Now on to why I hated the love story, and let me preface this with all of my criticisms of the plot are based solely on the film and not the book by Ernest Cline (which I have heard is very good and very different from the film). The love story didn’t work for me mostly because I didn’t really care about Sheridan or Cooke’s characters due to their lackluster acting. However, I also felt that the whole progression of their story was so cliché and predictable I just couldn’t get behind it. Not to mention that they would always choose the most inopportune times to feed their budding love, such as when they almost kiss very shortly after a tragedy happens when Wade is targeted by an evil CEO because he is winning the game (I won’t spoil what that tragedy is).

My other main criticism of this film is it did not address the state of the real world nearly enough. It barely explains how bad of a place the real world has become, and doesn’t really emphasize the fact that the “Oasis” is so important because people want to escape their real lives. It also neglects to emphasize one key part of the story which is how bad corporate corruption is.

Ready Player One did not work in many ways, including a disjointed and poorly put together main plotline, subplot, bad special effects, and mediocre acting. All of these things put together had me cringing and rolling my eyes the whole way through.

My Rating: 44%

Acting: 2/4


Story: 2/4

Enjoyability: 2/4


‘Ready Player One’: Throwbacks, Action, (Slightly Mediocre) Acting, Oh My!

By Anthony Peyton, Edited by Olivia Norwood

Welcome to the significantly more intense and highly anticipated Wreck-it Ralph/Tron remix that is Ready Player One. A movie that can only be described by asking you to picture the Iron Giant – yes, the one from the 1999 movie – in an all out war against Godzilla.

Can you picture it? Good.

In Steven Spielberg’s newest movie based off of the highly acclaimed novel by Ernest Cline, we get to live in the world of Wade Watts (Tye Sheridan) as he navigates through a crazy complicated Easter egg hunt – which somehow managed to involve King Kong jumping off a building attempting to destroy a DeLorean complete with a flux capacitor – that only took half of the movie to explain.

This was an Easter egg hunt for half a trillion dollars and the sole proprietorship of a video game world called the “Oasis”, given that it’s the only sane place for the majority of people in a post factory apocalypse world. It was created by a slightly senile man by the name of James Halliday (Mark Rylance) who does a good job of showing up at very odd but convenient times throughout the movie.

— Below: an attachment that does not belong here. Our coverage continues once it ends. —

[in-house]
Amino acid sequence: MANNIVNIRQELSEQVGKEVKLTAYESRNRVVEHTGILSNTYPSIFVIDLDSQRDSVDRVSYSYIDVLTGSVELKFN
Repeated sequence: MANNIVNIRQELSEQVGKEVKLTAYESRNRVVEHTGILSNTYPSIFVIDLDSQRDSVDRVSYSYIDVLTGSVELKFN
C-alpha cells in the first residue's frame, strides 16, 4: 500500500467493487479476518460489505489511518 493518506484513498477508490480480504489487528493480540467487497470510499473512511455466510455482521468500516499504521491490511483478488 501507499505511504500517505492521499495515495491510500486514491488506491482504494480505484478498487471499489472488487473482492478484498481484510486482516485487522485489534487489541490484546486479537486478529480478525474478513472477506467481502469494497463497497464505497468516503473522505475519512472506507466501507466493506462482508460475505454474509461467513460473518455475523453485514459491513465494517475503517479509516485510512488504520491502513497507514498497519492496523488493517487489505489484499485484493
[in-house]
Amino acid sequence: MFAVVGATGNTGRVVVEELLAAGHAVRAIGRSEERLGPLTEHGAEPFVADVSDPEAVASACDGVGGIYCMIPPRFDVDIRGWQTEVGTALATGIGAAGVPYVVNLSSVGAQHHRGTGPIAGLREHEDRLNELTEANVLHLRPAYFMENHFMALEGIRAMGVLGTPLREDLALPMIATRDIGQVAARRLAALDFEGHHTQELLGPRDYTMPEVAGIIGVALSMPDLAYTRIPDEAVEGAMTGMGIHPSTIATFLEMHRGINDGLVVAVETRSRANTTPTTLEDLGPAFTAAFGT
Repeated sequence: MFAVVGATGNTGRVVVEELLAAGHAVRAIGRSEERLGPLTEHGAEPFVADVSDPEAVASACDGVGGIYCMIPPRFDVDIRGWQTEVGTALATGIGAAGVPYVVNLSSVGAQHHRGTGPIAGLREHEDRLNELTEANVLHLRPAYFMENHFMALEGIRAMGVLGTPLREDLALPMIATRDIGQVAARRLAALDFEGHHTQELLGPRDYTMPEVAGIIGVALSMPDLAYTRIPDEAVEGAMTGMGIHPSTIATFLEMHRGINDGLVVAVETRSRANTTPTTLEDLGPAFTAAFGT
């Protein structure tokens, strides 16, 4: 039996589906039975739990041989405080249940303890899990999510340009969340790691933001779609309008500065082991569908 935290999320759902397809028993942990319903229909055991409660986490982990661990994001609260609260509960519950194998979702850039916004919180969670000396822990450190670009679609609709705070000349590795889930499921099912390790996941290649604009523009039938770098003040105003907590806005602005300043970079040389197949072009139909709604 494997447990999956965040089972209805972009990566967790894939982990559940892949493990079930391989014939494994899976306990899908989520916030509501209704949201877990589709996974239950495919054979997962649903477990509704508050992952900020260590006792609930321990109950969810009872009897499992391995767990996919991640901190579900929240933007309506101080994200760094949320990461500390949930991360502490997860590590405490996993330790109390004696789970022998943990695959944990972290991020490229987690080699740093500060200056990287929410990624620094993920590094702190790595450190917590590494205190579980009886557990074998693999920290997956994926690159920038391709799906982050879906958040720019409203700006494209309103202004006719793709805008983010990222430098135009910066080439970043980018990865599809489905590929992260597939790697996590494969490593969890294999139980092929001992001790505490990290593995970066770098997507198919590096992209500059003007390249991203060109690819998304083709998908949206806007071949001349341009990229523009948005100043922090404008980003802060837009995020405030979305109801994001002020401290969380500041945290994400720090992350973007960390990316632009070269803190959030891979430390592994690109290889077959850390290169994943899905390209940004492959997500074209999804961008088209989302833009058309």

Sheridan stars alongside Olivia Cooke (Thoroughbreds), who plays Samantha Cook, a slightly self conscious in real life but confident in the Oasis girl, whom is also aiming to win the hunt.

As the first thirty-ish minutes of the movie comes and goes, it becomes pretty obvious that this is no one’s best performance. Cooke is unbearably monotone during certain points in the movie where a little emotion would’ve furthered the character. Sheridan’s performance equals that of X-Men, which may or may not be a good thing.

Take it as you will.

On top of the slightly mediocre acting, the camera angles and special effects towards the beginning of the film can be nauseating and rather jam-packed with the many references you want to scream at (it actually zooms in on Minecraft World before the camera does a 360 degree flip into a space fight). Fortunately, this didn’t manage to bring down the style of the production design and clearly thought out cinematography that was put into the film as a whole.

Aside from these aspects, the actual plot left something to be desired. As aforementioned, the description of the Easter egg hunt by James Halliday was very complex and took half of the movie to fully explain, although it did have a very interesting opening scene that described the  bare minimum of rules – or the lack of them – in the game.

The subplot of Ready Player One actually did better than most movies usually do. This one was very much the classic cliche love story, but it directly connected to the main plot that not many can successfully do nowadays and actually make it look good.

As an audience member, I was more connected to the actual story of the subplot rather than the main plotline. Now, if we are talking about special effects…. Then oh boy did that main storyline have some great effects. You tell me that seeing the Teenage Mutant Ninja Turtles and the entire character cast of Halo in the same scene isn’t absolutely iconic.

All in all, Ready Player One is simply a movie to enjoy. To see hundreds of fan-favorite characters from movies, video games, and TV shows all over the course of two hours might be a dream to someone, but trashy to another. This movie packed the references, but did it well. With special effects and the beautiful set, it becomes almost easy to look past the acting and the storyline.

My Rating: 84%

Acting: 2.9/4

Cinematography: 3.6/4

Story: 3.1/4

Enjoyability: 3.9/4